Environmental shocks can often negatively impact worker productivity. However, these impacts are rarely studied in labor-intensive settings. Exposure to air pollution can result in significant economic costs by posing serious challenges to worker productivity. Even short term exposures to particulate matter (PM) produced by specific forms of air pollution can impact workers' cognitive functioning. This can be of particular concern in developing countries which are more likely to experience severe environmental shocks.
What role can supervisors play in mitigating the negative impact on productivity experienced by factory workers due to environmental shocks? Can supervisorial attention on everyday decisions like worker reallocation among others mitigate such impacts on productivity?
Fine PM produced due to ambient air pollution enter closed environments more easily. It can also be breathed more deeply by people spending long hours in these indoor spaces. While long term exposure can have serious health impacts, even brief encounters can lead to workers’ temporarily experiencing reduced physical and cognitive functioning. This can have a negative impact on the collective productivity of the firm.
One of the primary responsibilities of factory supervisors is to monitor and respond to productivity fluctuations occurring under their line in real-time. One of the methods to optimize productivity employed by supervisors is to adjust worker-task allocations. Given the direct relation between the productivity of a worker and that of their line, this reallocation becomes the most important mechanism for supervisors to respond to environmental shocks to productivity.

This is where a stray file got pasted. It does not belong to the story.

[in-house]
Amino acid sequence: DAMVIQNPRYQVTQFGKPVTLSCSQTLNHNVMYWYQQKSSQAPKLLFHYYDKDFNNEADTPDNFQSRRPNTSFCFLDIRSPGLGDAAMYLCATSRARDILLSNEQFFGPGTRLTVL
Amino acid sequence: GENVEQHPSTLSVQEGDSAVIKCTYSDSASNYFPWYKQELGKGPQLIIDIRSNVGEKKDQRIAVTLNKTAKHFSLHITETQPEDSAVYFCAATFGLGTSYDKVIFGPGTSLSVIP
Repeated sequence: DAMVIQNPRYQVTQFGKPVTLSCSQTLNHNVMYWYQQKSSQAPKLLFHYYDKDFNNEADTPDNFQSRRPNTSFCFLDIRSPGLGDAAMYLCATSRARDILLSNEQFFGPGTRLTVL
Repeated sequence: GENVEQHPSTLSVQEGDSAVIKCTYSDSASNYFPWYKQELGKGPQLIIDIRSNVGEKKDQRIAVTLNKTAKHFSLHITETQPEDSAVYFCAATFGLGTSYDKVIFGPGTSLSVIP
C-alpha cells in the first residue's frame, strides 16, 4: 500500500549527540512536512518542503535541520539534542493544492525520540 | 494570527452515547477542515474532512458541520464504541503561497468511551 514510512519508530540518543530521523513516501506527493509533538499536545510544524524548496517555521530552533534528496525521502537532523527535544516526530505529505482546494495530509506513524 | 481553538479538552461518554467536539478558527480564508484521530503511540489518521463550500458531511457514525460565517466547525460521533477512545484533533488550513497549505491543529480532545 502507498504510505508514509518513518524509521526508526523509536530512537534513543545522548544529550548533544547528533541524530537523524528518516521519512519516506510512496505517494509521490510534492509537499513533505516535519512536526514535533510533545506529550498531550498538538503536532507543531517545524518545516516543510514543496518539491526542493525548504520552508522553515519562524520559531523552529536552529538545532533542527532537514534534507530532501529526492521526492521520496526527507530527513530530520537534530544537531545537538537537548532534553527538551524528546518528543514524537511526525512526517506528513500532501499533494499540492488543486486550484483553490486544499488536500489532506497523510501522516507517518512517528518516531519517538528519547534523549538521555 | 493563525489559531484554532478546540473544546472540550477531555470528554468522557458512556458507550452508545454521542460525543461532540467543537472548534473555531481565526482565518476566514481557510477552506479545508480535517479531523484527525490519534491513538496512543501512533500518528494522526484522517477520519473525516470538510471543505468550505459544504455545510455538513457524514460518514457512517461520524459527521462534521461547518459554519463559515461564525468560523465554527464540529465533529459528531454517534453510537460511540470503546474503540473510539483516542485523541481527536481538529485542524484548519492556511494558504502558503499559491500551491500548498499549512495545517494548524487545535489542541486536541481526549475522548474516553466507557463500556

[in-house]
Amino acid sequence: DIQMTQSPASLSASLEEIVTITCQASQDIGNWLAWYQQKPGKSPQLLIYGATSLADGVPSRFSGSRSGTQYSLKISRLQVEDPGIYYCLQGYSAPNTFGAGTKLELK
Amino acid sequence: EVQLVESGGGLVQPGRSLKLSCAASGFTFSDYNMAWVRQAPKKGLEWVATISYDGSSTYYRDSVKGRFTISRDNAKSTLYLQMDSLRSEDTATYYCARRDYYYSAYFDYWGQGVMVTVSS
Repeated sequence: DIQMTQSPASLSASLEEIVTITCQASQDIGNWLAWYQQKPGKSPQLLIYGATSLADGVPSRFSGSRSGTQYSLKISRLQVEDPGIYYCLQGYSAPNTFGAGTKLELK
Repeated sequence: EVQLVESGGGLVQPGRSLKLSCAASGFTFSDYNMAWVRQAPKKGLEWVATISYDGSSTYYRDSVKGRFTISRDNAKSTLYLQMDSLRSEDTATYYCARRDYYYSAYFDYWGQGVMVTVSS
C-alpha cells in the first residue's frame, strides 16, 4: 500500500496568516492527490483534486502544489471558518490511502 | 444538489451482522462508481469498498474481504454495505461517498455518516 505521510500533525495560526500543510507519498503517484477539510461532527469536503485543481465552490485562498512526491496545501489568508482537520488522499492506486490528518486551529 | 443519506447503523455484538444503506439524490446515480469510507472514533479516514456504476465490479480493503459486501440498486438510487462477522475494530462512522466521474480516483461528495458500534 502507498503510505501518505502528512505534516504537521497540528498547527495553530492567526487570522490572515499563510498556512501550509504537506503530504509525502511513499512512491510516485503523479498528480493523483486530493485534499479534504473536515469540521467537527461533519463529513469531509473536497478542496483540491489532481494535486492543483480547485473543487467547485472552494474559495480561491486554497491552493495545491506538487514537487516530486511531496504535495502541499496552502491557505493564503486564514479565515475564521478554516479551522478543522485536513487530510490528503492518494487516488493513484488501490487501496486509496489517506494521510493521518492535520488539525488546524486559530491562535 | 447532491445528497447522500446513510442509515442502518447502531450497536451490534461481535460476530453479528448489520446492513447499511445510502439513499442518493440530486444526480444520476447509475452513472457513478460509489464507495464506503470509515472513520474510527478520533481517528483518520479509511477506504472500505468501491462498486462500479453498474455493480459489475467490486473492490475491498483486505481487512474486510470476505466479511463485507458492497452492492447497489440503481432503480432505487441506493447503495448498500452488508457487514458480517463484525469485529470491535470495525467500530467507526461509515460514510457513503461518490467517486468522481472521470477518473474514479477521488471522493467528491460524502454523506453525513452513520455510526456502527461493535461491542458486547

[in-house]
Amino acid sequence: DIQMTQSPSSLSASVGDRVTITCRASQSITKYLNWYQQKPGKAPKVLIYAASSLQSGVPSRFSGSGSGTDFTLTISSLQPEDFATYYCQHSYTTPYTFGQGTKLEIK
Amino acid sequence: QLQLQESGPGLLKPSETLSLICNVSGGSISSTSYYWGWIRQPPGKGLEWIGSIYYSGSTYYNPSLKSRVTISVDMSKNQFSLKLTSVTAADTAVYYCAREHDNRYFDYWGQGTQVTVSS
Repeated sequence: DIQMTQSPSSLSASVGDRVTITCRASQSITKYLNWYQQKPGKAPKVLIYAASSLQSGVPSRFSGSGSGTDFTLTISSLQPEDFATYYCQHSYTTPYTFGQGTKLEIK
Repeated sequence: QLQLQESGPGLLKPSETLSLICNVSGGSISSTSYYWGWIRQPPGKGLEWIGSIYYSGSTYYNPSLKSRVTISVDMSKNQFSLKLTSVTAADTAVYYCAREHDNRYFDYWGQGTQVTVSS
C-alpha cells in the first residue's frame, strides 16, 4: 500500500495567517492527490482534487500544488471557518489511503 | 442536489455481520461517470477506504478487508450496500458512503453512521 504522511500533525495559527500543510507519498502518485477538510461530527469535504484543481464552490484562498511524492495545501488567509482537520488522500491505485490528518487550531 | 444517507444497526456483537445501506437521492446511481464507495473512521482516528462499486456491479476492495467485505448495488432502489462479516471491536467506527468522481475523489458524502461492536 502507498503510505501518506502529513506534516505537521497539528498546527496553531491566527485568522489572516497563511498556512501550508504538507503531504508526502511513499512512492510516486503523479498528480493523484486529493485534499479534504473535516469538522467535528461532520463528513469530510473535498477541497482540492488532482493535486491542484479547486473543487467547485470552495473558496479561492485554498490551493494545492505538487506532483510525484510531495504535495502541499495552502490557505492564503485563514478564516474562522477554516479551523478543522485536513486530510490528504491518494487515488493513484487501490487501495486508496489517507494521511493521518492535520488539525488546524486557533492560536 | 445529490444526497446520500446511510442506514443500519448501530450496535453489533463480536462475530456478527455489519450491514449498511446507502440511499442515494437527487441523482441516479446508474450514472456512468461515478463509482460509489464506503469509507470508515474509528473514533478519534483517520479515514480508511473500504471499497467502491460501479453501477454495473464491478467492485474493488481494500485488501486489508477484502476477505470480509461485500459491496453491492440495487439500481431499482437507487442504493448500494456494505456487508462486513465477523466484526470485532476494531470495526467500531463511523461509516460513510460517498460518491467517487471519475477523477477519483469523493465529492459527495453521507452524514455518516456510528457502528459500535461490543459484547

We partnered with Shahi Exports to monitor the negative impacts of exposure to fine PM in a garment factory and the role that supervisors can play in mitigating such impact through everyday managerial decisions. We paired detailed data on:
We also found that more attentive supervisors reassign workers more intensively in response to pollution shocks. Consequently, they experience substantially smaller losses in their lines.
Production lines that have greater opportunities to reallocate workers on a given day are able to mitigate the entire effect of pollution. In contrast, production lines with fewer such opportunities exhibit large productivity losses. Supervisors who are attentive and respond to workers’ needs more positively are most able to mitigate the impacts of pollution shocks, almost entirely, on their line’s productivity.
One standard deviation increase in pollution leads to:
We further used accounting data from the firm and calculated that unmitigated pollution shocks over the course of a year would cost the factory more than 190,000 USD in profit. We found that making supervisors just a quarter of a standard deviation more attentive could avoid roughly 43,000 USD of this loss. These findings highlight the importance of soft skills on factory floors and the benefits it can bring to firms. Read about GBL’s work, the soft skills and their impacts on factory floors here.